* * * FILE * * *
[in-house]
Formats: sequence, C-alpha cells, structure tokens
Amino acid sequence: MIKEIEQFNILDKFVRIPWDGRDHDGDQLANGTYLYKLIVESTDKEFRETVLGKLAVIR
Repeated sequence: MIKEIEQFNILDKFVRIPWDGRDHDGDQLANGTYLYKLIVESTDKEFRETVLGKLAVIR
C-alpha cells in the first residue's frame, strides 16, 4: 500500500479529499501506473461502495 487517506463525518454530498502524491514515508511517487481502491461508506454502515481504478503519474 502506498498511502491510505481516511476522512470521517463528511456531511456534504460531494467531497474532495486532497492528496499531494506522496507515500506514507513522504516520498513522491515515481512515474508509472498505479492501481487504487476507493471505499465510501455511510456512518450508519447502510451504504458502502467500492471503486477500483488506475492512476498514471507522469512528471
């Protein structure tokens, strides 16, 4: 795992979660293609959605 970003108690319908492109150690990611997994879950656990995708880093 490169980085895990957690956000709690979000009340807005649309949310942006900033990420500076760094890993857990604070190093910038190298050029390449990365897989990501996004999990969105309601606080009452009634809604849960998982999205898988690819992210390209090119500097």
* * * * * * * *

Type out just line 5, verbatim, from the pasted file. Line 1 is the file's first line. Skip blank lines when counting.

C-alpha cells in the first residue's frame, strides 16, 4: 500500500479529499501506473461502495 487517506463525518454530498502524491514515508511517487481502491461508506454502515481504478503519474 502506498498511502491510505481516511476522512470521517463528511456531511456534504460531494467531497474532495486532497492528496499531494506522496507515500506514507513522504516520498513522491515515481512515474508509472498505479492501481487504487476507493471505499465510501455511510456512518450508519447502510451504504458502502467500492471503486477500483488506475492512476498514471507522469512528471